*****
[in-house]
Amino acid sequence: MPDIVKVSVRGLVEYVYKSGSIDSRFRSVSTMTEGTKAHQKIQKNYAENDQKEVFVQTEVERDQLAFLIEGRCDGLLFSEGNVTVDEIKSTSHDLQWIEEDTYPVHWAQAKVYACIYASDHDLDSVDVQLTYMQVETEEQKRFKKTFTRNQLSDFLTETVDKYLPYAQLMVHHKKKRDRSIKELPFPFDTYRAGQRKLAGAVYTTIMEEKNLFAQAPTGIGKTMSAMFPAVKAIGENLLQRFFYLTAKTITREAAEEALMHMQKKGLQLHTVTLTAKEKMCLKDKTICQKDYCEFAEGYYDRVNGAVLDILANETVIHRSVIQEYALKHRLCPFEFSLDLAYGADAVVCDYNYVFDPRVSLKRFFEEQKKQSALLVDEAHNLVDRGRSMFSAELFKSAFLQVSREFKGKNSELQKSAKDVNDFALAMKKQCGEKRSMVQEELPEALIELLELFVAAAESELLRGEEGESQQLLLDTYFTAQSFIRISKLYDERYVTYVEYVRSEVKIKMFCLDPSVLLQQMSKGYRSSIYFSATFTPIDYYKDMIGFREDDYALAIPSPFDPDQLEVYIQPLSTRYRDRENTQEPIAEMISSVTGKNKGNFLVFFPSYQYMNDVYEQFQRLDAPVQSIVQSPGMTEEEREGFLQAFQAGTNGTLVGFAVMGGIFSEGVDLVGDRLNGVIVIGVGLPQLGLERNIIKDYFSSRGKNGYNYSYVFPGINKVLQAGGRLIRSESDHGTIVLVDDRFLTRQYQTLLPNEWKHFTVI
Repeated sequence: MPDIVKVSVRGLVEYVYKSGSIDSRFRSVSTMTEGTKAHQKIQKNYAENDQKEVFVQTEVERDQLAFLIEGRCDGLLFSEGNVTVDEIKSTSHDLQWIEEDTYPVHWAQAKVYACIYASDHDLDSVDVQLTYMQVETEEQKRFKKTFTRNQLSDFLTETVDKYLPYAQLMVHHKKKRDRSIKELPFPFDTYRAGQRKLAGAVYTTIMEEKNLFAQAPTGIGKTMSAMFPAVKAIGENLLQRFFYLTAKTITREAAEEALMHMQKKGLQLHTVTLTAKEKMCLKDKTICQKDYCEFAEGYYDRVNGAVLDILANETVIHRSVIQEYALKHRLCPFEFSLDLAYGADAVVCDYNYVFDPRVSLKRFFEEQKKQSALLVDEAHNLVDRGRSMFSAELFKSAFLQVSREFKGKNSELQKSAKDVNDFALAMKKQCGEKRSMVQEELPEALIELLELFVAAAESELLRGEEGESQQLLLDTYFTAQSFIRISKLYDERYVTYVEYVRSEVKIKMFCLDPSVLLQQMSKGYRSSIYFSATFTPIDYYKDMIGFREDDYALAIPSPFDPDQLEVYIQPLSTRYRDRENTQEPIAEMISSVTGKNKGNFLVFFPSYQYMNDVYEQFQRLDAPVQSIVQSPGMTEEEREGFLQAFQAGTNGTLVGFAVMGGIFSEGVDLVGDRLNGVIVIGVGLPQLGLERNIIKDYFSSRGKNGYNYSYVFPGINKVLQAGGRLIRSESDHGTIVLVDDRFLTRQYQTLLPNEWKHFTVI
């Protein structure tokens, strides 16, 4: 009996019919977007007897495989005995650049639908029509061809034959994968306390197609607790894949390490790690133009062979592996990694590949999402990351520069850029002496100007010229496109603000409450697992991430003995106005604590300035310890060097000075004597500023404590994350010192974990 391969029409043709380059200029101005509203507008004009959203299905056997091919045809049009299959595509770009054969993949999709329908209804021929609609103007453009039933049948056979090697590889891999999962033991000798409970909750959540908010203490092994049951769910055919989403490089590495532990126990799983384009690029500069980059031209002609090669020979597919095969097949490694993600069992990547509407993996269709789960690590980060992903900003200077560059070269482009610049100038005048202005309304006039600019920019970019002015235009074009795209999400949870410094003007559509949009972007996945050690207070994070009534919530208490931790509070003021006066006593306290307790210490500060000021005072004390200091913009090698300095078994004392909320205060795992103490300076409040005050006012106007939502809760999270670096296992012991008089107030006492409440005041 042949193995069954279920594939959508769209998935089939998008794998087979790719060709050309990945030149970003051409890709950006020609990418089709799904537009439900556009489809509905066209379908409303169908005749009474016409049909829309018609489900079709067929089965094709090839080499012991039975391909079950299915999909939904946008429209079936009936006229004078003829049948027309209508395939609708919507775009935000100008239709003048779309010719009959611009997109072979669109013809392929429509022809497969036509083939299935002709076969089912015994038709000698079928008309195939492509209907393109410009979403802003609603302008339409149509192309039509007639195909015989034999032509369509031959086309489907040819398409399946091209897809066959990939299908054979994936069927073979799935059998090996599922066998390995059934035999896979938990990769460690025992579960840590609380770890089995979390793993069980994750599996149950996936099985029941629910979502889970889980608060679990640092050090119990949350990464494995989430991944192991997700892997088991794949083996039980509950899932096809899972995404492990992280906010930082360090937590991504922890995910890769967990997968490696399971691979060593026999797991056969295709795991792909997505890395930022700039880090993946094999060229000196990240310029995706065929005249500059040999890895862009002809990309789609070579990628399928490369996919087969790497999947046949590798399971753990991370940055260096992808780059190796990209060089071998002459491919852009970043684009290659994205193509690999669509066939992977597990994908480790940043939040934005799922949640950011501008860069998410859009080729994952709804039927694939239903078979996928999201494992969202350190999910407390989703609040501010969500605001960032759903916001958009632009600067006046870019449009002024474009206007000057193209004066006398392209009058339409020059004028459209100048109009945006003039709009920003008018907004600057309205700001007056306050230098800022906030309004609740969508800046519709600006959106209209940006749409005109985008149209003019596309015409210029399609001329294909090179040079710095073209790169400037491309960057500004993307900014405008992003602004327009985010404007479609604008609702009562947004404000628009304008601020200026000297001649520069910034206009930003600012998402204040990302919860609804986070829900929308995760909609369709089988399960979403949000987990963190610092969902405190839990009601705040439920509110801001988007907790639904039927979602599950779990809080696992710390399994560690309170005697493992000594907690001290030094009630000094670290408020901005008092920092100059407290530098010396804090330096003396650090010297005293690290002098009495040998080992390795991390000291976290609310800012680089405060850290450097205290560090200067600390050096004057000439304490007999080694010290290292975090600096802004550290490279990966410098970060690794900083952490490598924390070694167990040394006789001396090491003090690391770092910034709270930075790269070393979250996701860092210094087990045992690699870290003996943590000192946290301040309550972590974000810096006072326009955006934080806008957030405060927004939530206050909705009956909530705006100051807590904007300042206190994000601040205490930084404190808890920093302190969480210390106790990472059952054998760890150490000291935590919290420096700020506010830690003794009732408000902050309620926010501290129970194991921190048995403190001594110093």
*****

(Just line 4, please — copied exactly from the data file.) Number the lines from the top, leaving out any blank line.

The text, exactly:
């Protein structure tokens, strides 16, 4: 009996019919977007007897495989005995650049639908029509061809034959994968306390197609607790894949390490790690133009062979592996990694590949999402990351520069850029002496100007010229496109603000409450697992991430003995106005604590300035310890060097000075004597500023404590994350010192974990 391969029409043709380059200029101005509203507008004009959203299905056997091919045809049009299959595509770009054969993949999709329908209804021929609609103007453009039933049948056979090697590889891999999962033991000798409970909750959540908010203490092994049951769910055919989403490089590495532990126990799983384009690029500069980059031209002609090669020979597919095969097949490694993600069992990547509407993996269709789960690590980060992903900003200077560059070269482009610049100038005048202005309304006039600019920019970019002015235009074009795209999400949870410094003007559509949009972007996945050690207070994070009534919530208490931790509070003021006066006593306290307790210490500060000021005072004390200091913009090698300095078994004392909320205060795992103490300076409040005050006012106007939502809760999270670096296992012991008089107030006492409440005041 042949193995069954279920594939959508769209998935089939998008794998087979790719060709050309990945030149970003051409890709950006020609990418089709799904537009439900556009489809509905066209379908409303169908005749009474016409049909829309018609489900079709067929089965094709090839080499012991039975391909079950299915999909939904946008429209079936009936006229004078003829049948027309209508395939609708919507775009935000100008239709003048779309010719009959611009997109072979669109013809392929429509022809497969036509083939299935002709076969089912015994038709000698079928008309195939492509209907393109410009979403802003609603302008339409149509192309039509007639195909015989034999032509369509031959086309489907040819398409399946091209897809066959990939299908054979994936069927073979799935059998090996599922066998390995059934035999896979938990990769460690025992579960840590609380770890089995979390793993069980994750599996149950996936099985029941629910979502889970889980608060679990640092050090119990949350990464494995989430991944192991997700892997088991794949083996039980509950899932096809899972995404492990992280906010930082360090937590991504922890995910890769967990997968490696399971691979060593026999797991056969295709795991792909997505890395930022700039880090993946094999060229000196990240310029995706065929005249500059040999890895862009002809990309789609070579990628399928490369996919087969790497999947046949590798399971753990991370940055260096992808780059190796990209060089071998002459491919852009970043684009290659994205193509690999669509066939992977597990994908480790940043939040934005799922949640950011501008860069998410859009080729994952709804039927694939239903078979996928999201494992969202350190999910407390989703609040501010969500605001960032759903916001958009632009600067006046870019449009002024474009206007000057193209004066006398392209009058339409020059004028459209100048109009945006003039709009920003008018907004600057309205700001007056306050230098800022906030309004609740969508800046519709600006959106209209940006749409005109985008149209003019596309015409210029399609001329294909090179040079710095073209790169400037491309960057500004993307900014405008992003602004327009985010404007479609604008609702009562947004404000628009304008601020200026000297001649520069910034206009930003600012998402204040990302919860609804986070829900929308995760909609369709089988399960979403949000987990963190610092969902405190839990009601705040439920509110801001988007907790639904039927979602599950779990809080696992710390399994560690309170005697493992000594907690001290030094009630000094670290408020901005008092920092100059407290530098010396804090330096003396650090010297005293690290002098009495040998080992390795991390000291976290609310800012680089405060850290450097205290560090200067600390050096004057000439304490007999080694010290290292975090600096802004550290490279990966410098970060690794900083952490490598924390070694167990040394006789001396090491003090690391770092910034709270930075790269070393979250996701860092210094087990045992690699870290003996943590000192946290301040309550972590974000810096006072326009955006934080806008957030405060927004939530206050909705009956909530705006100051807590904007300042206190994000601040205490930084404190808890920093302190969480210390106790990472059952054998760890150490000291935590919290420096700020506010830690003794009732408000902050309620926010501290129970194991921190048995403190001594110093």